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October 01, 2008 - Image 14

Resource type:
Text
Publication:
The Michigan Daily, 2008-10-01

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Overcoming a childhood of horror stories,
some University alumni move to Detroit - it's
urban life on the cheap in a city that could
really use the interest

or the past half-century, urban flight has
shaped Detroit's grand narrative -a
departure of people, jobs and businesses
from the cityto the suburbs.
Now, some recent University graduates are
heading back to the city that in many cases their
parents and grandparents left behind.
Oren Goldenberg, 25, started a documentary
about the Detroit Public School system during
his last year at the University. He commuted
back and forth between Ann Arbor and the city
he grewup outside of-his familylived at10 Mile
and Woodward - but had rarely visited. To com-
plete the project, he moved to Detroit a year ago.
"So many people are going to Brooklyn," Gold-
enberg said. "In Detroit, you actually have space
to do your art and show your art and the resourc-
es (to do so) just in terms of spatial availability."
In this regard, Detroit is similar to how Phila-
delphia was two decades ago, when School of Art
and Design Prof. Nick Tobier moved there after
college.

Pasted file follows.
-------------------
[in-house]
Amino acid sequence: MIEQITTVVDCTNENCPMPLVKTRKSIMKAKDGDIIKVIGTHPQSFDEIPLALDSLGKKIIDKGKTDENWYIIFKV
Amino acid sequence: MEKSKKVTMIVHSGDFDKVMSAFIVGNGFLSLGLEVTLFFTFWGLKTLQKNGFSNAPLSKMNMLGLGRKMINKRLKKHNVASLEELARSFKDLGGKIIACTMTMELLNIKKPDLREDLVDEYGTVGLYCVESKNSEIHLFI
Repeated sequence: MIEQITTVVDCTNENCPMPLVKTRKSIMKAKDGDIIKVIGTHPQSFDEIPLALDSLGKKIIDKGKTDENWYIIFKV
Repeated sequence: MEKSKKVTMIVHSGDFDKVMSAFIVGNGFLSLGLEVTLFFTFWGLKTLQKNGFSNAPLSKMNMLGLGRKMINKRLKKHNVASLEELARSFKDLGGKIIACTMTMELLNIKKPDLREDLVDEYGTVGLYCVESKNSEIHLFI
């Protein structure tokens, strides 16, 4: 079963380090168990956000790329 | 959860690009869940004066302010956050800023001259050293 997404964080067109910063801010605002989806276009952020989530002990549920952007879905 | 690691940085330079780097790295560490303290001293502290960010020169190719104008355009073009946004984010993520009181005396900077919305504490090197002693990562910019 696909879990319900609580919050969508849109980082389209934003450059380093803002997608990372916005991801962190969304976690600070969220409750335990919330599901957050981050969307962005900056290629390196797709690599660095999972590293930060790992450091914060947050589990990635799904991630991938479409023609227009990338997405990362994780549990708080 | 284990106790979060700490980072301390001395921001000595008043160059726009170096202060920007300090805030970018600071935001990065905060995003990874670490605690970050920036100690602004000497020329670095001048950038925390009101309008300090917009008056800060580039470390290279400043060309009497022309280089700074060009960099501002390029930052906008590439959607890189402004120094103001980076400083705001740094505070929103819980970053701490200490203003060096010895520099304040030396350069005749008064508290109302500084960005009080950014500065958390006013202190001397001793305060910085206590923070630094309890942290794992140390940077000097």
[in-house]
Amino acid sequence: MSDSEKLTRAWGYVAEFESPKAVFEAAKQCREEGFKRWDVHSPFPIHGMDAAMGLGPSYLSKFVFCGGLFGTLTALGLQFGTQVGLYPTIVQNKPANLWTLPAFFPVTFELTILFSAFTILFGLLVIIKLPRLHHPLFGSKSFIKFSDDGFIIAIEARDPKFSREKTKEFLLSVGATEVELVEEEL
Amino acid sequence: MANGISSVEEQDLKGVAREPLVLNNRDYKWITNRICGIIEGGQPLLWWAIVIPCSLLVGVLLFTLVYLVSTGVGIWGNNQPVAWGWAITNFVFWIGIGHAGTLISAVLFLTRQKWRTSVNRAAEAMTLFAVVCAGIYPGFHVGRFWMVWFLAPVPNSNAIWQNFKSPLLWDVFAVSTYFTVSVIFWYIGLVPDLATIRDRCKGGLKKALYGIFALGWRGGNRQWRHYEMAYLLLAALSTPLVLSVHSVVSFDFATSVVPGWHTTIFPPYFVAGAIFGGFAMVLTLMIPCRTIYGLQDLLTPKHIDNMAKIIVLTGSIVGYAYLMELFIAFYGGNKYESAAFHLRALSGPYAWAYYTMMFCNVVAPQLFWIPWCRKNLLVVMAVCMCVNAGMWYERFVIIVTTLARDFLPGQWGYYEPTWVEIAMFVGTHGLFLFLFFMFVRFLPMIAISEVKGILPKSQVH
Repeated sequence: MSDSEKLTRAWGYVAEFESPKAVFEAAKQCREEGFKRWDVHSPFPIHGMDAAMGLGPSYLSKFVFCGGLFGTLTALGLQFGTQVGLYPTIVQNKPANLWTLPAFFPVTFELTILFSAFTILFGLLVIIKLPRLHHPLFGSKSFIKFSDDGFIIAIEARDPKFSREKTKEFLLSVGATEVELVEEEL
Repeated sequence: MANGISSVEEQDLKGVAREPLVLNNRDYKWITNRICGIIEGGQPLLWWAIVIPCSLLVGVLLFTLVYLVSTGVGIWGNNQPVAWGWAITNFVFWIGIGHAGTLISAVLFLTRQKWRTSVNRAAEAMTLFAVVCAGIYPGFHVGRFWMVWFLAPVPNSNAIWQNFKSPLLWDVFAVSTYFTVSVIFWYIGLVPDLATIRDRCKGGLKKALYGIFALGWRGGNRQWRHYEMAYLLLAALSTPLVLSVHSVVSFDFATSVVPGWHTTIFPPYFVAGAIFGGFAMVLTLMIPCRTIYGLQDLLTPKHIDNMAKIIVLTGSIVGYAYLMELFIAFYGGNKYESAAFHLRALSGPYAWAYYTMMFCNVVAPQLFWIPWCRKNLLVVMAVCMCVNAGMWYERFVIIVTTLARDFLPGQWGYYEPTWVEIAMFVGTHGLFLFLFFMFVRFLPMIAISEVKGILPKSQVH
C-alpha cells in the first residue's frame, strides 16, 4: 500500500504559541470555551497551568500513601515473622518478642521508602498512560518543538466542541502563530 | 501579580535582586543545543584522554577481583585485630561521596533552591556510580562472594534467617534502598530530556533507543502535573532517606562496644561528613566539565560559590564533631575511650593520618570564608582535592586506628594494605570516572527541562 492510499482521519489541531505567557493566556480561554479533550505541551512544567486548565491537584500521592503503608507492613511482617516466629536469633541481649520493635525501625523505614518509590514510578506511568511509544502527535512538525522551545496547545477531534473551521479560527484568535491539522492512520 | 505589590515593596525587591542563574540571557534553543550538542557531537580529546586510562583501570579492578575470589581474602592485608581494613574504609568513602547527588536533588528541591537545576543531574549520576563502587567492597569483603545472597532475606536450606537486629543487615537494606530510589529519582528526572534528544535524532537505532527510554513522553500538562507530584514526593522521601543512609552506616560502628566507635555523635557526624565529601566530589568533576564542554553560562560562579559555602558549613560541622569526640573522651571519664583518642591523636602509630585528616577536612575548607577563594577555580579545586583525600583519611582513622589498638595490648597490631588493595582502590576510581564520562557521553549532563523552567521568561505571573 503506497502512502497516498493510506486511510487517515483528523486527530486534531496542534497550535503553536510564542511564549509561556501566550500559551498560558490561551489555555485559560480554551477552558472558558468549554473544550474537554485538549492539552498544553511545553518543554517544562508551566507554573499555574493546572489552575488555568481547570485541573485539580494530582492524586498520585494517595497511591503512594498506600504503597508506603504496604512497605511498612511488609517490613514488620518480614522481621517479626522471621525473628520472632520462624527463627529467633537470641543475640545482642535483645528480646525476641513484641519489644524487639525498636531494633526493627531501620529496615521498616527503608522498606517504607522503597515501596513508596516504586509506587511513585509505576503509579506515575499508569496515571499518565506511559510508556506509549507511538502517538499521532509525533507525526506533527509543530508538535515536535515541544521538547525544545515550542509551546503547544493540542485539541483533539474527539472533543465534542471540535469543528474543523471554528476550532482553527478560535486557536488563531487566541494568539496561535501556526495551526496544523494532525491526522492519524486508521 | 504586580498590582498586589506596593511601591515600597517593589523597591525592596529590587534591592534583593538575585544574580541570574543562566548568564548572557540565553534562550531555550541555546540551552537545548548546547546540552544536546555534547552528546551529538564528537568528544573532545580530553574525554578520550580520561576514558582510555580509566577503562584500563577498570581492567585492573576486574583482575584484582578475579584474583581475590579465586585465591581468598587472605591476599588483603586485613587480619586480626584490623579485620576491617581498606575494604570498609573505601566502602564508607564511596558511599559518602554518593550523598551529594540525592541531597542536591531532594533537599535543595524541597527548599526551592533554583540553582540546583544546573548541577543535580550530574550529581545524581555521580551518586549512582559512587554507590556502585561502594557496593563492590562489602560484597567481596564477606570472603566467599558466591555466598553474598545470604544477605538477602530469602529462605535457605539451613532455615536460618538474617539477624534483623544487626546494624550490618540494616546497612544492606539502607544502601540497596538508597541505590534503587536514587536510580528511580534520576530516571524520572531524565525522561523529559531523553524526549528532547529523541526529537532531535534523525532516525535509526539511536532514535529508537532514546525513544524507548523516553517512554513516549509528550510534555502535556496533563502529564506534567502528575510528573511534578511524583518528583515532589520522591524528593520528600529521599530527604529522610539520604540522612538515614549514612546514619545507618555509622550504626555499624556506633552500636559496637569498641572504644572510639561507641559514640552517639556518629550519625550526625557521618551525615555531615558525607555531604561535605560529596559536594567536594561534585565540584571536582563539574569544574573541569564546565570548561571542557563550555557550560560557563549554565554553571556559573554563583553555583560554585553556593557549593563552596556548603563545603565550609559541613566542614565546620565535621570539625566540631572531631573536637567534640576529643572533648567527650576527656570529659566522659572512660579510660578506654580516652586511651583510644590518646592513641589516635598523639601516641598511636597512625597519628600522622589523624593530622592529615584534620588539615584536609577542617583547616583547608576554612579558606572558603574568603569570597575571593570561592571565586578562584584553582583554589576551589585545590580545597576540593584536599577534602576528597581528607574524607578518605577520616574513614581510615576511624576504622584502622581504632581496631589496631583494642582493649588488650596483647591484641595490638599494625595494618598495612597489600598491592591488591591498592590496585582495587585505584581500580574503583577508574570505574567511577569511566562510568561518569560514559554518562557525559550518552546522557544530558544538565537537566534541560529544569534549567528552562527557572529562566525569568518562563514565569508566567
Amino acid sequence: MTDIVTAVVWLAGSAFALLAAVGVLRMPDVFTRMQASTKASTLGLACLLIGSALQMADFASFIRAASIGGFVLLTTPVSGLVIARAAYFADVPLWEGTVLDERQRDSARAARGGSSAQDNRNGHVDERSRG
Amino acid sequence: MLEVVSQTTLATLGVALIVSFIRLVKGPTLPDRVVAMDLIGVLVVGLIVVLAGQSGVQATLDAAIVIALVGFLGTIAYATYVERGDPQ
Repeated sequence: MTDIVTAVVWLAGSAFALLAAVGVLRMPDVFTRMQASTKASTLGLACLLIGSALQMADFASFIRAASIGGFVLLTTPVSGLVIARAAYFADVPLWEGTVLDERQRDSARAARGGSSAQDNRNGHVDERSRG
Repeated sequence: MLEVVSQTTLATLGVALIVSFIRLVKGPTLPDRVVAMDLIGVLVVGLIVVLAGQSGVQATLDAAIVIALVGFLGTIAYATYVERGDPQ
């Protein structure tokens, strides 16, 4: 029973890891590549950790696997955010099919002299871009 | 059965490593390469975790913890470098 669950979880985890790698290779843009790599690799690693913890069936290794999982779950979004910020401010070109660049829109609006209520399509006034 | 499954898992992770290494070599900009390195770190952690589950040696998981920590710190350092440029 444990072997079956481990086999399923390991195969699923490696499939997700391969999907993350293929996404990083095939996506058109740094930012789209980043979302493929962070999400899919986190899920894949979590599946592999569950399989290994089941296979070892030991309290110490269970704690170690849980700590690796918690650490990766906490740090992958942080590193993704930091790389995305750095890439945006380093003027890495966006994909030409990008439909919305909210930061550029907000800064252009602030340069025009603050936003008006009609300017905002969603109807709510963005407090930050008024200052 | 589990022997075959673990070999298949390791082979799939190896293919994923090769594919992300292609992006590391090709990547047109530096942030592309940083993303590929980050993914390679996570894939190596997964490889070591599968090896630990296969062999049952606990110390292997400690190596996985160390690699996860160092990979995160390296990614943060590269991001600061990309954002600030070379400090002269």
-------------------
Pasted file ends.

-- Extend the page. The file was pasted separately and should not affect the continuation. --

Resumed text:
"If you go to New York and Chicago, there are
already places to slot yourself into," said Tobier,
who worked with University students in the city
this summer. "One of my neighbors in Detroit
this summer said, 'Detroit is a place for creative
revolutions.'"

Rent is spectacularly cheap there: $300-400
will start you off with an apartment in Midtown,
near Wayne State University. The art and social
scenes prove impressive if you know where to
look, with neighborhood festivals seemingly
every summer weekend and events at the Con-
temporary Art Institute of Detroit or watering
holes like D'Mongo's and Bronx Bar to choose
from. In Detroit, to run into internationally
known DJs spinning after-hours parties is not
uncommon.
"It's sort of the perfect confluence of really
cheap living and a lot of creative, exciting things
going on in the community," said John Notori-
anni, 24, who moved to Detroit after graduating
from the University in 2006. He lived there for
a year, working for radio station WDET, before
taking a job with National Public Radio in Bal-
timore; he now describes himself as "a longing
expat."
"I miss the really fierce sense of community
people have there," he said. "The people who
were there were there for a reason."
A 'FIERCE SENSE OF COMMUNITY'
The greatest part of the appeal for these Uni-
versity graduates is this sense of community, and
the potential to help change (and be changed by)

a city that has lost so much - particularly in pop-
ulation and business - to its sprawlingsuburbs.
Stephen Ward, a professor in the Residential
College and the Center for Afro-American and
African Studies, researches and teaches classes
involving Detroit.
Many students who choose Detroit after grad-
uation grew up in the surrounding suburbs, he
said, and more often than not, they also grew up
with the idea of an undesirable -. if not down-
right dangerous - Detroit.
. "In general, (these students) grew up in the
metro Detroit area, with this narrative from their
parents or grandparents who perhaps grew up in
Detroit, about Detroit having once been a great
city and now it's fallen," Ward said. "The city
declined and their families left. And now they go
to the city for shows or sporting events or to hear